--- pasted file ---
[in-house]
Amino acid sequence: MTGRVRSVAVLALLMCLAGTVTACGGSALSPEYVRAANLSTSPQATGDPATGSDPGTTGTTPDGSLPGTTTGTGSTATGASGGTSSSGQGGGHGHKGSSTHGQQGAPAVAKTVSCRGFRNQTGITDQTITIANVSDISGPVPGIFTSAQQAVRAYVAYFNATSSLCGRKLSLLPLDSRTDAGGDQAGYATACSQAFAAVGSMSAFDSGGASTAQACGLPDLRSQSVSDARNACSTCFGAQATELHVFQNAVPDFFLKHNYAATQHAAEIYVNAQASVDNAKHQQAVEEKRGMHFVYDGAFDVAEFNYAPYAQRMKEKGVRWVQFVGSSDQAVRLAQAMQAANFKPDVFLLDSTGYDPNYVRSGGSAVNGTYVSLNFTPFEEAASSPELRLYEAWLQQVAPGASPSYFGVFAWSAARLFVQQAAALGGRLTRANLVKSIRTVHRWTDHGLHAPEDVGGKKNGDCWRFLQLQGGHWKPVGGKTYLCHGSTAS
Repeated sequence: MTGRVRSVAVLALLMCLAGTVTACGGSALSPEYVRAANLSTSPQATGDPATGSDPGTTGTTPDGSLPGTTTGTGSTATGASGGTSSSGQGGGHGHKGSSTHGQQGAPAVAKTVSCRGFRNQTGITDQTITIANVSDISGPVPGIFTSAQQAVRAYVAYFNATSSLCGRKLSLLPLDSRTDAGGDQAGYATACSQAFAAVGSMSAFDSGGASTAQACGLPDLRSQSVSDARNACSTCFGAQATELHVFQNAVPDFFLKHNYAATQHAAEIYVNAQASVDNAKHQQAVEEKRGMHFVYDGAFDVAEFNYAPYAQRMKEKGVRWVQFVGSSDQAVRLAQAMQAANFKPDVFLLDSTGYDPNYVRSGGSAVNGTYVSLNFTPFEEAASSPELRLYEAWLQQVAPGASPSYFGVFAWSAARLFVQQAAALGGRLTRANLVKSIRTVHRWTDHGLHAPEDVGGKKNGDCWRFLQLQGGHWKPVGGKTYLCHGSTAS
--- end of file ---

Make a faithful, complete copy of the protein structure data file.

[in-house]
Amino acid sequence: MTGRVRSVAVLALLMCLAGTVTACGGSALSPEYVRAANLSTSPQATGDPATGSDPGTTGTTPDGSLPGTTTGTGSTATGASGGTSSSGQGGGHGHKGSSTHGQQGAPAVAKTVSCRGFRNQTGITDQTITIANVSDISGPVPGIFTSAQQAVRAYVAYFNATSSLCGRKLSLLPLDSRTDAGGDQAGYATACSQAFAAVGSMSAFDSGGASTAQACGLPDLRSQSVSDARNACSTCFGAQATELHVFQNAVPDFFLKHNYAATQHAAEIYVNAQASVDNAKHQQAVEEKRGMHFVYDGAFDVAEFNYAPYAQRMKEKGVRWVQFVGSSDQAVRLAQAMQAANFKPDVFLLDSTGYDPNYVRSGGSAVNGTYVSLNFTPFEEAASSPELRLYEAWLQQVAPGASPSYFGVFAWSAARLFVQQAAALGGRLTRANLVKSIRTVHRWTDHGLHAPEDVGGKKNGDCWRFLQLQGGHWKPVGGKTYLCHGSTAS
Repeated sequence: MTGRVRSVAVLALLMCLAGTVTACGGSALSPEYVRAANLSTSPQATGDPATGSDPGTTGTTPDGSLPGTTTGTGSTATGASGGTSSSGQGGGHGHKGSSTHGQQGAPAVAKTVSCRGFRNQTGITDQTITIANVSDISGPVPGIFTSAQQAVRAYVAYFNATSSLCGRKLSLLPLDSRTDAGGDQAGYATACSQAFAAVGSMSAFDSGGASTAQACGLPDLRSQSVSDARNACSTCFGAQATELHVFQNAVPDFFLKHNYAATQHAAEIYVNAQASVDNAKHQQAVEEKRGMHFVYDGAFDVAEFNYAPYAQRMKEKGVRWVQFVGSSDQAVRLAQAMQAANFKPDVFLLDSTGYDPNYVRSGGSAVNGTYVSLNFTPFEEAASSPELRLYEAWLQQVAPGASPSYFGVFAWSAARLFVQQAAALGGRLTRANLVKSIRTVHRWTDHGLHAPEDVGGKKNGDCWRFLQLQGGHWKPVGGKTYLCHGSTAS